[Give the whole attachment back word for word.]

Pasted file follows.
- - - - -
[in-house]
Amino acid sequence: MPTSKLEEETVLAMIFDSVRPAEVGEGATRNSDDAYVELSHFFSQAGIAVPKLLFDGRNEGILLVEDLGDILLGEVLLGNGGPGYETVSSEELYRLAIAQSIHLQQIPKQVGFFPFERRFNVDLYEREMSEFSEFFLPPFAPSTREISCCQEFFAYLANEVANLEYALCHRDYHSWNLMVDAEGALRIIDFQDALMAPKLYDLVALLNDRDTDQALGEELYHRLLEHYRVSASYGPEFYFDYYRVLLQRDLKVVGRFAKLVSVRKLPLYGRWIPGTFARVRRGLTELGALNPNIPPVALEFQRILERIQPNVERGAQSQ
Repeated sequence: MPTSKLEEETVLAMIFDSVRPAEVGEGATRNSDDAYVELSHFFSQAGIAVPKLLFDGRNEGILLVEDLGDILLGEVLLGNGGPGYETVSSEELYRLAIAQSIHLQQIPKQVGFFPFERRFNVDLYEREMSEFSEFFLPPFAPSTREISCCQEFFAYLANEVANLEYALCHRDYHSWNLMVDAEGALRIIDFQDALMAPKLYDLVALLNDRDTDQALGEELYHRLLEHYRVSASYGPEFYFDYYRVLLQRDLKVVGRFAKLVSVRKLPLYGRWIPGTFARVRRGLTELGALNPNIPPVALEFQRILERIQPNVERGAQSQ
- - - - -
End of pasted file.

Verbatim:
[in-house]
Amino acid sequence: MPTSKLEEETVLAMIFDSVRPAEVGEGATRNSDDAYVELSHFFSQAGIAVPKLLFDGRNEGILLVEDLGDILLGEVLLGNGGPGYETVSSEELYRLAIAQSIHLQQIPKQVGFFPFERRFNVDLYEREMSEFSEFFLPPFAPSTREISCCQEFFAYLANEVANLEYALCHRDYHSWNLMVDAEGALRIIDFQDALMAPKLYDLVALLNDRDTDQALGEELYHRLLEHYRVSASYGPEFYFDYYRVLLQRDLKVVGRFAKLVSVRKLPLYGRWIPGTFARVRRGLTELGALNPNIPPVALEFQRILERIQPNVERGAQSQ
Repeated sequence: MPTSKLEEETVLAMIFDSVRPAEVGEGATRNSDDAYVELSHFFSQAGIAVPKLLFDGRNEGILLVEDLGDILLGEVLLGNGGPGYETVSSEELYRLAIAQSIHLQQIPKQVGFFPFERRFNVDLYEREMSEFSEFFLPPFAPSTREISCCQEFFAYLANEVANLEYALCHRDYHSWNLMVDAEGALRIIDFQDALMAPKLYDLVALLNDRDTDQALGEELYHRLLEHYRVSASYGPEFYFDYYRVLLQRDLKVVGRFAKLVSVRKLPLYGRWIPGTFARVRRGLTELGALNPNIPPVALEFQRILERIQPNVERGAQSQ